I have always been the giver, the provider, the fixer. I hate to ask people for things and usually give people easy outs on simple requests, things for which I shouldn’t have to apologize for asking. But in July–having not heeded the warning signs of exhaustion that were flashing the month before—I got sick. I woke up on my last morning in Iowa with an itching throat and a cough that stung. My flight was delayed and, as a result, I missed my connection and had to spend the night in Detroit. A stiff mattress, disappointing continental breakfast, and short flight later, I was finally home, but in bad shape. My head was pounding, cough debilitating, and nose unstoppable. The biggest indicator that I was sick, however, was when I told Justin I didn’t want dinner. That is when he knew something was wrong—I am always hungry. After two days in bed with no improvement, I asked Justin to stay home from work and take me to the doctor. Not having to navigate public transit (or, walk, in my case because the doctor’s office was right around the corner from my apartment) is a blessing when all you want to do is be in bed. My body reacted not so favorably to the antibiotics for the sinus infection, which led to another week of crawling into bed after work because I didn’t feel well enough to do anything else. Aside from the cooking (both breakfast and dinner), cleaning, and errand running, presence is an important thing and Justin didn’t leave my side the entire time. He enthusiastically watched 24 with me every single evening, content to hold drop his plans and hold my hand. Even just knowing he was there (playing video games) while I slept was comfort enough.
    I think between the constant aches and pains, the sadness of having had so many goodbyes in the previous weeks and of leaving work so soon, the stress of getting everything ready for the move back to Texas and then to India…I stopped feeling like I had to say ‘no, I’m ok’ when he asked if I wanted anything. It was honestly the first time I can remember asking someone (who wasn’t my parent) to do so many things for me for such an extended period of time. I’ve been around people who will drop anything to help you and people who make you feel like everything you ask is a burden, no matter how small a request it is. I think we are trained to not impose upon people and be seen as ‘needy’ or ‘annoying’, to be self-sufficient and therefore ‘strong’, and to mask any signs of needing help lest it be seen as ‘weakness’. I remembered this post I read a while back on one of my favorite blogs about how good people can be if you let them help. I decided to stop feeling guilty and let people take care of you.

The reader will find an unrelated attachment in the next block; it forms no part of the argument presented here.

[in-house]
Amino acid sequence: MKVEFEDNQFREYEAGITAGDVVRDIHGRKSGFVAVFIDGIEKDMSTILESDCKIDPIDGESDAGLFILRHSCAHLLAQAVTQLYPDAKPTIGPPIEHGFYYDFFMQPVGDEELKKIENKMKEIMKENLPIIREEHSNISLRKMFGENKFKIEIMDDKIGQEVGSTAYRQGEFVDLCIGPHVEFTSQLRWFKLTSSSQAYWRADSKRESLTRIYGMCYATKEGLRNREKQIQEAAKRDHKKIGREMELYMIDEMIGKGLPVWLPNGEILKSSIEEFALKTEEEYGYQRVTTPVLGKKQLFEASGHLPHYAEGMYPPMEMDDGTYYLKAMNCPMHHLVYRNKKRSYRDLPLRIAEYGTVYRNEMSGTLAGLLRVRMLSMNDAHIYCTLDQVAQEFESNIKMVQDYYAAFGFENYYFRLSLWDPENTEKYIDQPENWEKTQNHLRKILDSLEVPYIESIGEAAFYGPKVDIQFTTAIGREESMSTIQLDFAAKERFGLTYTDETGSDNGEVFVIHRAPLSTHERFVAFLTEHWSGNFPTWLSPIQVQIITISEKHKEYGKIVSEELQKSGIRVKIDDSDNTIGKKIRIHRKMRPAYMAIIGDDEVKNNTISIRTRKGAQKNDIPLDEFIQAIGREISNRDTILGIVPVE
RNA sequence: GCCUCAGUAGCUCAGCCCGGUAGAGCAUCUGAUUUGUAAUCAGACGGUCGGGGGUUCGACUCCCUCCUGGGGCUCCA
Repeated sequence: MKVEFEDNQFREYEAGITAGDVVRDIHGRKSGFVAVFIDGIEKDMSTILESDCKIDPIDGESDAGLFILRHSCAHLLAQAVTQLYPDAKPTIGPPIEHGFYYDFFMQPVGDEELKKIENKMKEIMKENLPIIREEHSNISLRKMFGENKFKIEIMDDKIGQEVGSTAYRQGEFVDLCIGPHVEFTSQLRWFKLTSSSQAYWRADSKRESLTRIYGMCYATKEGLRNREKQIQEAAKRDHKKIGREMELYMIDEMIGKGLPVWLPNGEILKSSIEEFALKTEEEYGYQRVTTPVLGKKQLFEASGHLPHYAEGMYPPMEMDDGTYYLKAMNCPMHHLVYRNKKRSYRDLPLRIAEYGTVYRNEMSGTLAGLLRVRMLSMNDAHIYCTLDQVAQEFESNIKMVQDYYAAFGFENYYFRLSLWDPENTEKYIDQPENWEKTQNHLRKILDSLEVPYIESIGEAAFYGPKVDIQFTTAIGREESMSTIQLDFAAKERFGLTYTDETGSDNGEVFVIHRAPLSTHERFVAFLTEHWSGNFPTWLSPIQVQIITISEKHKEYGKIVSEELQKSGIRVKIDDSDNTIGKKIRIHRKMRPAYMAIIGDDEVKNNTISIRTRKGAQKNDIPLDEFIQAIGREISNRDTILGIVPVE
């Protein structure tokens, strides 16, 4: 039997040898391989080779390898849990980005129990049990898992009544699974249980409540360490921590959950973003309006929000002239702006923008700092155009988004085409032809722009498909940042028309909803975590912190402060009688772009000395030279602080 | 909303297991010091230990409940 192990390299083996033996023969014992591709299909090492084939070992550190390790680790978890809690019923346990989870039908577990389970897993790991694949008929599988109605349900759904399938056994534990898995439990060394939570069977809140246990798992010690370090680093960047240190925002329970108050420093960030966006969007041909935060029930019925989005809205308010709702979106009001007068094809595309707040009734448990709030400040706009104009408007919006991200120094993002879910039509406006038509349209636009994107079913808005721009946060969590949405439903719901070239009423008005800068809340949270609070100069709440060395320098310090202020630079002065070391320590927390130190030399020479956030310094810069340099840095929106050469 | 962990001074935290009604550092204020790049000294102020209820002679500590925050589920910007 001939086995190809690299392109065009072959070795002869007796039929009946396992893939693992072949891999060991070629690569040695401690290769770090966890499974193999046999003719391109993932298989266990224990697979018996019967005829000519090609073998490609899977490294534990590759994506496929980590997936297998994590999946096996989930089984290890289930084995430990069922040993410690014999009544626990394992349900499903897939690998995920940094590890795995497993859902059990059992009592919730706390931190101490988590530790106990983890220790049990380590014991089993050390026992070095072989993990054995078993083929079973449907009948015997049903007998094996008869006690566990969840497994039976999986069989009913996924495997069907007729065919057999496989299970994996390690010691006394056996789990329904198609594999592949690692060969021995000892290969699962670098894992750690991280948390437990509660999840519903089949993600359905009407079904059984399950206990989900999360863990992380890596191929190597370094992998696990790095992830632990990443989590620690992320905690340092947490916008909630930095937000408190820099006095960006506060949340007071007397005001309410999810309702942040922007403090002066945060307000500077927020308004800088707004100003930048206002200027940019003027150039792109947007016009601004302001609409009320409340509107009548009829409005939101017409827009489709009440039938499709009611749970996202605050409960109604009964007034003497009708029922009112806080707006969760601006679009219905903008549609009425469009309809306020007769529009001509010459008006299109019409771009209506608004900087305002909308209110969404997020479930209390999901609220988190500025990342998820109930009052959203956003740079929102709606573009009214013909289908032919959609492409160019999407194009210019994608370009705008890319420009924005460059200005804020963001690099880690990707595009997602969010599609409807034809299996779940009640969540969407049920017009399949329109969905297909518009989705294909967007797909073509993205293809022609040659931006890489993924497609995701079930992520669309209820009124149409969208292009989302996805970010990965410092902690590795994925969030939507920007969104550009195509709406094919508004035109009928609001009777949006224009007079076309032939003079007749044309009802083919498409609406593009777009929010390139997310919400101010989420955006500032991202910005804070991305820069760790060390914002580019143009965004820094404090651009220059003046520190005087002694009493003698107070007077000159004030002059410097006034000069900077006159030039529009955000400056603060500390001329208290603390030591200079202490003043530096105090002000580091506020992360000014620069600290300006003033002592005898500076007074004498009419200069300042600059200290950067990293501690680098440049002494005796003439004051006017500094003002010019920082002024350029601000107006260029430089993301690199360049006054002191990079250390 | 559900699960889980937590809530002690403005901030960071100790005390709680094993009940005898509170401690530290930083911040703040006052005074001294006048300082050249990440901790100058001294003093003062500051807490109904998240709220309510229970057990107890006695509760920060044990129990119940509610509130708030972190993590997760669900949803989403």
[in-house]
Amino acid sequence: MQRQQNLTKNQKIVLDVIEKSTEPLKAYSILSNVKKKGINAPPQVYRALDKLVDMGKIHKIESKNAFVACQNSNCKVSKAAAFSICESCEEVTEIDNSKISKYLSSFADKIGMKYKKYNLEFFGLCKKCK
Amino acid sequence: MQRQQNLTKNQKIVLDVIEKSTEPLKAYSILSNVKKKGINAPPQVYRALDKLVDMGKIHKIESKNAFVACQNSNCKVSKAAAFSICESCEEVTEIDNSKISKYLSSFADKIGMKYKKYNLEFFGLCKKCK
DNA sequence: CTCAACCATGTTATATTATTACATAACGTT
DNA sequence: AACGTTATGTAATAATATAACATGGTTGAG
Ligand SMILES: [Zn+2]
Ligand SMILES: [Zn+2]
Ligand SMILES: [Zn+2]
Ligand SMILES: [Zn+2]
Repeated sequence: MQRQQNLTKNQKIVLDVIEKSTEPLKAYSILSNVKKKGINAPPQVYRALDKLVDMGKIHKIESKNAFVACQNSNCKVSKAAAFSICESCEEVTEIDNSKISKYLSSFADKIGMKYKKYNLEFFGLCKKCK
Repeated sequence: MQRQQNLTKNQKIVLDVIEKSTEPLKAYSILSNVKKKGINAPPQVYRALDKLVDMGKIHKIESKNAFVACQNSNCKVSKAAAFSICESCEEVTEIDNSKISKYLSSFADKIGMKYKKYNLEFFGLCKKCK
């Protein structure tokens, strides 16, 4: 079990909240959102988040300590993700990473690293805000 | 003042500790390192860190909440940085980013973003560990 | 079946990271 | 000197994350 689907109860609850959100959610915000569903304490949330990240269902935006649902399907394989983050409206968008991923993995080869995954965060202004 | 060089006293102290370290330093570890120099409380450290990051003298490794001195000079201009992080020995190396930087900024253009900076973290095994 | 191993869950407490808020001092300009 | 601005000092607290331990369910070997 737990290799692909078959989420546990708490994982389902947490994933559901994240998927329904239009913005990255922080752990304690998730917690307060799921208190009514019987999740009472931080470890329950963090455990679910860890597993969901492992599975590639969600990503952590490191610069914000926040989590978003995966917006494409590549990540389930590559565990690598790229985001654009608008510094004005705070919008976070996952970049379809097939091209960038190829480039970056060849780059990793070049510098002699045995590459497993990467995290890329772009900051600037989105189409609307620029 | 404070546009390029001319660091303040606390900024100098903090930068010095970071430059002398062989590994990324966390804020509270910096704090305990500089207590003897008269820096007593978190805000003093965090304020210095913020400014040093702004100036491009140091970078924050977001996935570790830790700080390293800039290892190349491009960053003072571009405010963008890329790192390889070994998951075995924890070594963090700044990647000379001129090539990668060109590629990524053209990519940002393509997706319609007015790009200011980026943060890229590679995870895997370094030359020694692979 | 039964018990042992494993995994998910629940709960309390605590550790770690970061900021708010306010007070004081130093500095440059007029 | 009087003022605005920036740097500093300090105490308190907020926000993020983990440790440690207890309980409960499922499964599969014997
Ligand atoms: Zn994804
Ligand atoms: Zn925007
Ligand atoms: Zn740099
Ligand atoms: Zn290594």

Last Thursday was my last day of work and Friday morning, August 1st, I woke up feeling as though something should have been different. Similarly to how you feel on the morning of a monumental birthday. The anticipation has been building, you’ve thought about how your life is going to be different afterwards, everyone has been making such a big deal about it, but you end up waking up the same way you do every other day. You feel the same, but different. Or at least you feel like you are supposed to feel different, but really the only times it hits you is when you have to fill out a form that says how old you are (or in my case, a form asking what my occupation was and pausing for a moment before writing ‘unemployed’).
    Yes, it was strange and sad to see my bare desk, reminiscent of every empty dorm room, every empty locker. It was strange to be reminded once again that all the spaces that had once been mine—spaces in which I have nestled and made countless memories—now belong to someone else. Last weekend I packed up all of my belongings in the contents of three suitcases and two boxes. Yesterday we loaded them in the car, putting my whole life on wheels. And in 10 days I will have (hopefully) condensed these belongings into a suitcase and a backpack and will be half way around the world. I’ve changed dramatically from last year to this year, subtly from month to month, and many gradations in between. Yet no matter the magnitude, I’ve come to learn, change is sudden and it doesn’t wait for you to be ready.

Let’s see what September brings.

Mall Sunrise

Sunrise on the National Mall. It’s been real, D.C.

Little Lists [10]

The past two weeks of teary goodbyes and nights with friends have made me realize a few things in life I will always need….

Four way air-hockey (I won)

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Delicious Indian restaurants for special occasions (6 months with this guy)

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Cool places to watch the sunrise (the Lincoln Memorial wasn’t too shabby)

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And a  group of friends like these

Processed with VSCOcam with f2 presetI am officially moved out of my apartment in Maryland. A few more days in Virginia for a wedding, two days of road-tripping, a week in Texas, and I am off to India. Here we go!


I hate it. In fact, I don’t think I know a single person who likes to move. It is an unsettling, expensive, and sweaty endeavor that is always such a hassle and usually ends up burdening other people (friends help friends move, right?).

Our lease ended at the end of June and rather than switch to a month-to-month rental agreement with our current complex until my job is over July 31st, we decided to just bite the bullet and move. My current roommate, Maddie, will be in the Bethesda area for another two years, so she would have to move anyways and this way I wouldn’t have to deal with all of this hassle at the very end of my time in D.C.

I’m not sure what exactly happened, but the total move took about 13 hours. We left the apartment at 8am to pick up the u-haul and finally locked the doors of our empty and clean(ish) old home shortly after 9pm. Nothing had gone egregiously wrong, but small things kept piling up and I think we all underestimated the amount of work it was going to be. Our couch is still stuck in the entry hall-way (trying to get that thing in and out of elevators and into our living room was very reminiscent of this scene) and I may have had a slight mental breakdown while ordering take-out at the very end of the evening. But we bought Ben & Jerry’s (which makes everything better, even though the combination of ice-cream and Chinese food didn’t make me feel very good) and decided to suck it up and unpack everything that night. So we went to bed at 1:30, but when I woke up in the morning, my clothes werefolded, the Christmas lights were hanging, and it quickly felt like home.